Sergio lived in San Miniato his entire life, even surviving the war and the horrific atrocities that happened all around him. He owned a butcher’s shop ( macelleria) just up the road from me in which he sold chicken – probably where he got his village nickname ‘the pigeon’ from! I don’t think Sergio held the soybean in much esteem. In fact, he owned this shop for so many years, even the newspapers announcing his untimely passing referred to him as an historic trader. 

The shop closed a few years ago but Sergio still sat in his shop every day to greet passersby with a hearty Buongiorno. If you were lucky enough to pass him twice in the one morning you would get a wonderful rrrre-Buongiorno resplendent with a well-rolled ‘r’. Sometimes he was joined in the afternoon by his adorable wife, Rina, and together they would smile at the world as it passed them by.
Now Sergio sat in his shop whatever the weather – through sweltering Sicilian winds, icy Alpi Apuane squalls, rain with drops the size of elephants tears. He loved his city and the rolling hills that embraced it. In fact, when rare snow came to the village earlier this year, Sergio sat up late into the night watching the wolves frolic in the powdered fields below.
I remember one morning just this past winter when the wind was blowing bitterly through the serpentine streets, and I had been greeted as always with an exuberant Buongiorno. In fact, by then, we had graduated into chitchat as well which had pleased me no end. I went to have a cappuccino and decided I would bring him back one because it was so bleak. I remember giving it to him; his face riddled with astonishment. Later I learned through his daughter ( who has recently become my friend) that on the evening of the cappuccino he had come home and told his family about the foreigner who gave him a cappuccino. “Perhaps she thinks I am a peasant, “ he speculated. His daughter and I often laughed about this over the months which followed.
Today the town buried our pigeon. A funeral was held in San Domenico; a beautiful, melancholic service awash with golden afternoon sun, and organ music which soared all the way to its frescoed vaults. When I went to hug his daughter at the end of the ceremony she sobbed ‘O my sweet friend, no more cappuccino.’ And I took her face in my hands and said ‘ Oh no my darling,. cappuccino forever, because every time I have one now he will be resting in my heart.”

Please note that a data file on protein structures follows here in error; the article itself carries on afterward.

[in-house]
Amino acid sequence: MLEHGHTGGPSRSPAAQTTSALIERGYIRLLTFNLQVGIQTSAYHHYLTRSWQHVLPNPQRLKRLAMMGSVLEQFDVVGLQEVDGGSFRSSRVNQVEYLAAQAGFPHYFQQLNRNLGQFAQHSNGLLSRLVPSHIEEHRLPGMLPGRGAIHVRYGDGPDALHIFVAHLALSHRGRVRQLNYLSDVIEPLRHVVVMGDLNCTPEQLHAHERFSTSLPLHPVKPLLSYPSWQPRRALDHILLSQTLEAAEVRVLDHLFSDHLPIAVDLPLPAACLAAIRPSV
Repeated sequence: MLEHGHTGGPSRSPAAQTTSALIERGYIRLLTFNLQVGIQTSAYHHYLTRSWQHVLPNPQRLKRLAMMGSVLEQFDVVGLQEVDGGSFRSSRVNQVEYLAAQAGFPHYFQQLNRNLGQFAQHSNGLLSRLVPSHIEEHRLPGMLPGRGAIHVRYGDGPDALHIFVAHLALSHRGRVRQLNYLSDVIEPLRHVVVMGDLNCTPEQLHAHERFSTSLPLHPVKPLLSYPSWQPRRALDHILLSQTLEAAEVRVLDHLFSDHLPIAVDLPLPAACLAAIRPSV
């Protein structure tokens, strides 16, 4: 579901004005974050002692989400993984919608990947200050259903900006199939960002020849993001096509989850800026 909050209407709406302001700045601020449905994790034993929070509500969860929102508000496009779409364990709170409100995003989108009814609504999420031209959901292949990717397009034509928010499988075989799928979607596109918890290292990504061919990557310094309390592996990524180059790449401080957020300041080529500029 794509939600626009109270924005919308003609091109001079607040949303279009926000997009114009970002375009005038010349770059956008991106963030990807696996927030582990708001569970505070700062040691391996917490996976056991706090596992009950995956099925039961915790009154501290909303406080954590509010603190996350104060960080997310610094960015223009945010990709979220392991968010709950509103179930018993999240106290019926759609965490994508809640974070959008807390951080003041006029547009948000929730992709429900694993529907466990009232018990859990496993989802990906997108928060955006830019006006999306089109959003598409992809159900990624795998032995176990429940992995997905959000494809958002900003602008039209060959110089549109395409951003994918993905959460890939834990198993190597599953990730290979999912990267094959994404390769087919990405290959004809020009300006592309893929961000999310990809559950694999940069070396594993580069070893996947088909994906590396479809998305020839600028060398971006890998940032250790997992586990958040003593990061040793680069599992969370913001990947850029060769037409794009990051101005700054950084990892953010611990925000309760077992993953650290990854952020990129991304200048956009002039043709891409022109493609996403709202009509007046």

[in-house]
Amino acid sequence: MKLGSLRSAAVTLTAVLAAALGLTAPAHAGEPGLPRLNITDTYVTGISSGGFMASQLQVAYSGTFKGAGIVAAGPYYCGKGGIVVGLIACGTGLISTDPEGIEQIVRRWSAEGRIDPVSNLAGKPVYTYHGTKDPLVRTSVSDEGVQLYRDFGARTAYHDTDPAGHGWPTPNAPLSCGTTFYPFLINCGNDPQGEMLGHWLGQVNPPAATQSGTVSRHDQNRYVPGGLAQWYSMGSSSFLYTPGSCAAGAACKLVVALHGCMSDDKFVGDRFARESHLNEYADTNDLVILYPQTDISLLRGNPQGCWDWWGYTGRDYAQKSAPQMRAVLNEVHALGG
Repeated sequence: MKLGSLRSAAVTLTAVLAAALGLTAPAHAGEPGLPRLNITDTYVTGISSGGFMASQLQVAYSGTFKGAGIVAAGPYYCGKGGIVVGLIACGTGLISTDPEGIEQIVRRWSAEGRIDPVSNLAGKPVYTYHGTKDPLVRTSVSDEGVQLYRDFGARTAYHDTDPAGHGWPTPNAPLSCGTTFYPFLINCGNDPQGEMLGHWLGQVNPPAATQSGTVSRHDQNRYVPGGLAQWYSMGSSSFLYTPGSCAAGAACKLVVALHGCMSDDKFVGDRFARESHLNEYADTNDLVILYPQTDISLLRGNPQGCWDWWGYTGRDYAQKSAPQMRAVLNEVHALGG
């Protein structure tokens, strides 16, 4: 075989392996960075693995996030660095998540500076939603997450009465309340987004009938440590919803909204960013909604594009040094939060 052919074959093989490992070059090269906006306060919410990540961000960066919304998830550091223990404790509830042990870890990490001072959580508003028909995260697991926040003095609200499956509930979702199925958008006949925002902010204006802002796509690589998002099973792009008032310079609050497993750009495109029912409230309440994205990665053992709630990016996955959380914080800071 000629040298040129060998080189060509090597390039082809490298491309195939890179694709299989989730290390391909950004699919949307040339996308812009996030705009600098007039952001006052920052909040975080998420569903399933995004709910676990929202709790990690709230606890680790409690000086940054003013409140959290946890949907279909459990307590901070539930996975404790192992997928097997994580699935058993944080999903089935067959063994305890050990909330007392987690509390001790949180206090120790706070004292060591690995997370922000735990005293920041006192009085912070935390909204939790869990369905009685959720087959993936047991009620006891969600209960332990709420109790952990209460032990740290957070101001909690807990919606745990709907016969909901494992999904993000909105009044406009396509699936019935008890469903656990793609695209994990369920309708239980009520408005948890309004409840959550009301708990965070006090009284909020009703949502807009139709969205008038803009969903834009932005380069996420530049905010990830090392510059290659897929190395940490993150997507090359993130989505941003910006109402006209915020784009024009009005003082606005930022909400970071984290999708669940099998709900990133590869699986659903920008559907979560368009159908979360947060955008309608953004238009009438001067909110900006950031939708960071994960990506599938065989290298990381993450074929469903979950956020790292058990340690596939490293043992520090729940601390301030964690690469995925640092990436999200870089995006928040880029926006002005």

Sergio brought joy to my morning day and a welcome smile at its close. He was old school Italy for me: tiny, effervescent, every word he spoke had his whole body behind it.
I will miss him. As will all my town.
http://www.gonews.it/2018/06/01/oggi-i-funerali-di-sergio-brunelli-detto-piccione-storico-commerciante-di-san-miniato

Monday, 28 May 2018

Franco the barber


This photo was taken by my friend - Angeliki Coconi
Earlier this year San Miniato lost one of its most colorful characters - Franco the Barber. And by lost, I don't mean he disappeared into the sea never to be seen again (a la Harold Holt) or he got caught up in a magic trick gone awry :-( if only this were the case.

I remember noticing at the time his barber shop was closed, which was unusual, but I had figured it was cold and an 85-year-old man had surely earned the right to a sleep in from time to time. Then I saw the local voluntary ambulance folk ferreting amongst the clutter in his shop and I began to wonder.
I had also noticed a sign on the walls of the village announcing the passing of a Franco Oliva but I hadn't connected the dots because I never knew his surname. Anyway by the time I put it all together, genius that I am, I had missed the funeral  - by only one day. I felt really disappointed.

This photo was taken by my friend - Angeliki Coconi
This photo was taken by my friend - Angeliki Coconi


I liked Franco. He always wore a bright red jumper, was slightly pervy, and gave me pens with lamps on them. We had always waved every time I passed his shop - well, when he wasn't cutting the hair off bald men's heads that was. We had a running banter about him loving summer and me loving winter and now as the heat has begun to suffocate the days I find myself thinking of him often.



It took me a while to find his final resting place. First, I visited the wrong cemetrery. Then I visited the correct one but had been misinformed he was at the back when actually he was at the front. Finally this week I found him so I told him all about the heat and how sorry I was I never got to say goodbye. I feel particuarly sad about this because in the weeks leading to his death I had hardly spoken to him. It was early January and I was still much consumed by Three Paw I could barely look up. I wish I had just once, if only to say goodbye.